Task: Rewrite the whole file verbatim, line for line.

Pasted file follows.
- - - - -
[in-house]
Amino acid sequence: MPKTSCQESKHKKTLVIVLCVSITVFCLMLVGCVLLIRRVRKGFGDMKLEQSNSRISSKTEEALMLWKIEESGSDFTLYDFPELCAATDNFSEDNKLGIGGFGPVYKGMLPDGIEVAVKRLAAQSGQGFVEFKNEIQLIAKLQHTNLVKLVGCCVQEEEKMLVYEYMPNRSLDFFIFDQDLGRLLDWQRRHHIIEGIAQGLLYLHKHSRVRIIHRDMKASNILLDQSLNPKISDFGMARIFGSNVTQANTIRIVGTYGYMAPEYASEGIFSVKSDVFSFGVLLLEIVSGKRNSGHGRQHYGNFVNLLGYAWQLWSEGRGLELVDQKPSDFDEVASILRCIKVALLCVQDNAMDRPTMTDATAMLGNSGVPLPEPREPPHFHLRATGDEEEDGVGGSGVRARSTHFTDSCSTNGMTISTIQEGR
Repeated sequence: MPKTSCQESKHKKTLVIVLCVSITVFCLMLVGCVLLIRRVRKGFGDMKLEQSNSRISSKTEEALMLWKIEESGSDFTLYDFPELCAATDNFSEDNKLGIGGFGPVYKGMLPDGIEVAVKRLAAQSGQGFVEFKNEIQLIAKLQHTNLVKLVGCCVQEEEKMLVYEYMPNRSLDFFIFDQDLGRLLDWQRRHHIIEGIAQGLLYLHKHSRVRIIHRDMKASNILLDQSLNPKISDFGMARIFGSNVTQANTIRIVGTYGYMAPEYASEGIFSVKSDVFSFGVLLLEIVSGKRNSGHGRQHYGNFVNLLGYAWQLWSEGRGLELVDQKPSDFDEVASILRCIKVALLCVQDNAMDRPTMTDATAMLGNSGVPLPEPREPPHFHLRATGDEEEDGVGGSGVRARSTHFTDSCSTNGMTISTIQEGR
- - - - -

[in-house]
Amino acid sequence: MPKTSCQESKHKKTLVIVLCVSITVFCLMLVGCVLLIRRVRKGFGDMKLEQSNSRISSKTEEALMLWKIEESGSDFTLYDFPELCAATDNFSEDNKLGIGGFGPVYKGMLPDGIEVAVKRLAAQSGQGFVEFKNEIQLIAKLQHTNLVKLVGCCVQEEEKMLVYEYMPNRSLDFFIFDQDLGRLLDWQRRHHIIEGIAQGLLYLHKHSRVRIIHRDMKASNILLDQSLNPKISDFGMARIFGSNVTQANTIRIVGTYGYMAPEYASEGIFSVKSDVFSFGVLLLEIVSGKRNSGHGRQHYGNFVNLLGYAWQLWSEGRGLELVDQKPSDFDEVASILRCIKVALLCVQDNAMDRPTMTDATAMLGNSGVPLPEPREPPHFHLRATGDEEEDGVGGSGVRARSTHFTDSCSTNGMTISTIQEGR
Repeated sequence: MPKTSCQESKHKKTLVIVLCVSITVFCLMLVGCVLLIRRVRKGFGDMKLEQSNSRISSKTEEALMLWKIEESGSDFTLYDFPELCAATDNFSEDNKLGIGGFGPVYKGMLPDGIEVAVKRLAAQSGQGFVEFKNEIQLIAKLQHTNLVKLVGCCVQEEEKMLVYEYMPNRSLDFFIFDQDLGRLLDWQRRHHIIEGIAQGLLYLHKHSRVRIIHRDMKASNILLDQSLNPKISDFGMARIFGSNVTQANTIRIVGTYGYMAPEYASEGIFSVKSDVFSFGVLLLEIVSGKRNSGHGRQHYGNFVNLLGYAWQLWSEGRGLELVDQKPSDFDEVASILRCIKVALLCVQDNAMDRPTMTDATAMLGNSGVPLPEPREPPHFHLRATGDEEEDGVGGSGVRARSTHFTDSCSTNGMTISTIQEGR